A joint project of the Graduate School, Peabody College, and the Jean & Alexander Heard Library

Title page for ETD etd-07262010-135944


Type of Document Dissertation
Author Rickmyre, Jamie Lyn
URN etd-07262010-135944
Title Developmental requirement and regulation of the Drosophila homolog of MCPH1, a human microcephaly gene
Degree PhD
Department Cell and Developmental Biology
Advisory Committee
Advisor Name Title
Kathleen Gould Committee Chair
David Cortez Committee Member
Ethan Lee Committee Member
Laura Lee Committee Member
Keywords
  • cell cycle
  • MCPH1
  • microcephaly
  • Drosophila
  • Anaphase Promoting Complex
Date of Defense 2010-05-04
Availability unrestricted
Abstract
Mutations in human microcephalin (MCPH1) result in a form of autosomal recessive primary microcephaly, a disorder of fetal brain growth characterized by a severely reduced cerebral cortex and head size with mental retardation. Both human and Drosophila MCPH1 contain BRCA1 C-terminal domains (BRCT domains), which are found in many proteins that function in DNA repair and cell-cycle control. Maternal-effect lethal mutations in Drosophila mcph1 result in cell-cycle arrest due to triggering of the centrosome inactivation pathway, a Checkpoint kinase 2 (Chk2)-mediated response following DNA damage or incomplete DNA replication in early Drosophila embryos (Rickmyre et al. 2007). mcph1 embryos exhibit genomic instability as evidenced by frequent chromatin bridging in anaphase. Furthermore, in contrast to studies of human MCPH1, the ATR/Chk1-mediated DNA checkpoint appears to be intact in Drosophila mcph1 mutants. In order to further understand how MCPH1 functions, I used tandem affinity purification (TAP)-mass spectrometry to find interactors. This approach revealed several regulators of chromatin structure, RNAi machinery components, and proteins involved in DNA replication in complex with Drosophila MCPH1.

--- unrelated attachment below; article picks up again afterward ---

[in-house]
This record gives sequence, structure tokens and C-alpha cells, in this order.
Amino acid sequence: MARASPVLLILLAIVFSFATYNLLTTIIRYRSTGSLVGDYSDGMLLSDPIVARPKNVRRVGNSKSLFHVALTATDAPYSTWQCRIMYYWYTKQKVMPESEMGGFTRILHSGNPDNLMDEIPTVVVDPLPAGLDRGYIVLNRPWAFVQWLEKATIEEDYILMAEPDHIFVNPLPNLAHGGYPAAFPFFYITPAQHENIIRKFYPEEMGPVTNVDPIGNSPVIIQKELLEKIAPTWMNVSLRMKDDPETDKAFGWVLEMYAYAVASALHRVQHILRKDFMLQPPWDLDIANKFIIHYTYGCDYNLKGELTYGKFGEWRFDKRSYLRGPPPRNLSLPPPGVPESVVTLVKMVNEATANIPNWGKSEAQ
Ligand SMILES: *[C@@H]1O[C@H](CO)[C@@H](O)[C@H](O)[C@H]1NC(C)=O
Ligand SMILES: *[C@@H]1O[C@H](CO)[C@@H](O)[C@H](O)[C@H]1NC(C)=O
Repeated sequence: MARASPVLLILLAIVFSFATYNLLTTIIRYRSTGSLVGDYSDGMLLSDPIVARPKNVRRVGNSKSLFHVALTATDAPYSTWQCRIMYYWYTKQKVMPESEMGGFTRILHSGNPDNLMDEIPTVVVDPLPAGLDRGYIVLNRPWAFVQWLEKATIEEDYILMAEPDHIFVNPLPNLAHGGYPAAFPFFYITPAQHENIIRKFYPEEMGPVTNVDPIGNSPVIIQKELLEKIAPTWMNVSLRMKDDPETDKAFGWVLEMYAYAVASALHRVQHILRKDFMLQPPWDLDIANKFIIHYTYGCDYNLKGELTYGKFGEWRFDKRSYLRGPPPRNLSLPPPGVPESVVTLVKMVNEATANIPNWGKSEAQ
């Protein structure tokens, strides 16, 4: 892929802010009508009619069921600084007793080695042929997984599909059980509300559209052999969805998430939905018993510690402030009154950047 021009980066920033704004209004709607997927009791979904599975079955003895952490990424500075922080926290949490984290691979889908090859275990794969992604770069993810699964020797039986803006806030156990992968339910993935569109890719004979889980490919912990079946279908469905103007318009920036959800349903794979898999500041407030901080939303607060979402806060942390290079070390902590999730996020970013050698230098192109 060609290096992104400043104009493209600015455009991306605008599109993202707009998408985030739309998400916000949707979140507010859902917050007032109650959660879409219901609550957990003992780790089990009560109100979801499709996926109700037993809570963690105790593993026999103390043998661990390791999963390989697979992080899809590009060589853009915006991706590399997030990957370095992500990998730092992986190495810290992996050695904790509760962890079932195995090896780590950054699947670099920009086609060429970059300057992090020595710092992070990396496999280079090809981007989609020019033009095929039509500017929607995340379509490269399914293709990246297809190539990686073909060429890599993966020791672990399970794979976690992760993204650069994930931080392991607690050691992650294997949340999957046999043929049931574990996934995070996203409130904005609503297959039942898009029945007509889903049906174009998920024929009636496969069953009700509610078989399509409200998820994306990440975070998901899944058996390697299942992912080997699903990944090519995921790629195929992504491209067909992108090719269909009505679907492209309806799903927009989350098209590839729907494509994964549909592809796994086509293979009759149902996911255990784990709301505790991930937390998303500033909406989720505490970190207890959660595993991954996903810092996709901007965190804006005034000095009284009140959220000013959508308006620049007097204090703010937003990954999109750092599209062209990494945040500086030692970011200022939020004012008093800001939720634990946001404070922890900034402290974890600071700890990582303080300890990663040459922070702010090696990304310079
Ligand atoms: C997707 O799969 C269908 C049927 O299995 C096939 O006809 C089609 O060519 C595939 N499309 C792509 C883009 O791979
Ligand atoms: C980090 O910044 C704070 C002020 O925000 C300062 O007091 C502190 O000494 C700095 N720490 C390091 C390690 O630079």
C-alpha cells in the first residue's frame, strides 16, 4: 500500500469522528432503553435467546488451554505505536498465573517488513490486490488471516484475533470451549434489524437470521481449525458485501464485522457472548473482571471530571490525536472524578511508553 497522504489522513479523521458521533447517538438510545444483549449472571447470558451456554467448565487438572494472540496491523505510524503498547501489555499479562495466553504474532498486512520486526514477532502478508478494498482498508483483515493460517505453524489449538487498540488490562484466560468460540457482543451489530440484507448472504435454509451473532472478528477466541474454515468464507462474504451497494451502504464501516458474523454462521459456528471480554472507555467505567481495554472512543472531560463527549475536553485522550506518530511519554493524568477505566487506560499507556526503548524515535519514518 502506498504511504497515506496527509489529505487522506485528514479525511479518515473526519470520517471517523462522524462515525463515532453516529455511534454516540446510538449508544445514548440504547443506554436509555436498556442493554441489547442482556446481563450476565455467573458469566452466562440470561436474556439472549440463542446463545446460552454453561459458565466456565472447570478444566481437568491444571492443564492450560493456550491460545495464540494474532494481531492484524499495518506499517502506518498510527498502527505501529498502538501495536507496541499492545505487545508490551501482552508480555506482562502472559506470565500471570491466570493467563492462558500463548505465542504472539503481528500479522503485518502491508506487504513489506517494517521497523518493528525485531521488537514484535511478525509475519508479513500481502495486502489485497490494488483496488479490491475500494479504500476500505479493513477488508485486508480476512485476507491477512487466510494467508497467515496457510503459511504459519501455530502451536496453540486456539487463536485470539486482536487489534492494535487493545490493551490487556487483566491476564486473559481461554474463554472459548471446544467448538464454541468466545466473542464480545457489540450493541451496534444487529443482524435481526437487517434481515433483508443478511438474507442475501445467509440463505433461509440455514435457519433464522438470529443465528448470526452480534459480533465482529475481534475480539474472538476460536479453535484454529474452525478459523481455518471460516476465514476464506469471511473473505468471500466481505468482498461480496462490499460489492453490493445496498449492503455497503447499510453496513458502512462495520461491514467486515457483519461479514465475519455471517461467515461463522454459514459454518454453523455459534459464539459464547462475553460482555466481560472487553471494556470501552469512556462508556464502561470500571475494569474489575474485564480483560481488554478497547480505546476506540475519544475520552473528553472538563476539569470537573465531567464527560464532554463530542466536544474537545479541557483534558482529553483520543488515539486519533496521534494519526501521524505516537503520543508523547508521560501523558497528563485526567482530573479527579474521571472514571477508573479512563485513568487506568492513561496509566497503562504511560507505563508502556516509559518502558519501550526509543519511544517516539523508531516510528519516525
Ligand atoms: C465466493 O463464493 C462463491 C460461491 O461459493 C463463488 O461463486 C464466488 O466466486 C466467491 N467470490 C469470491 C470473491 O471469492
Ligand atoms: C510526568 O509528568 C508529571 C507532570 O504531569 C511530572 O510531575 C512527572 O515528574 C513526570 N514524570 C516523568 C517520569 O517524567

In collaboration with Dr. Marc Kirschner’s laboratory, we identified Drosophila MCPH1 in a genome-scale biochemical screen for substrates of the Anaphase-Promoting Complex (APC). We have identified the destruction box of MCPH1 required for APC-mediated degradation in vitro. Our in vivo data indicate that MCPH1 protein levels are elevated in embryos from females carrying a maternal-effect allele of APC2, which encodes the functional ligase of the APC. We have also demonstrated that human MCPH1 is an in vitro substrate of the APC and have shown that its levels oscillate in a cell-cycle dependent manner in cultured human cells with lower protein levels when APC is activated during late mitosis and G1. Finally, injection of 2- or 4-cell staged Xenopus embryos with human or Drosophila mcph1 RNA results in cell-cycle arrest. Injected cells undergo a few rounds of normal cleavage before exhibiting failed cytokinesis while the uninjected cells continue to divide unperturbed.

Files
  Filename       Size       Approximate Download Time (Hours:Minutes:Seconds) 
 
 28.8 Modem   56K Modem   ISDN (64 Kb)   ISDN (128 Kb)   Higher-speed Access 
  Rickmyre_dissertation.pdf 12.78 Mb 00:59:09 00:30:25 00:26:37 00:13:18 00:01:08

Browse All Available ETDs by ( Author | Department )

If you have more questions or technical problems, please Contact LITS.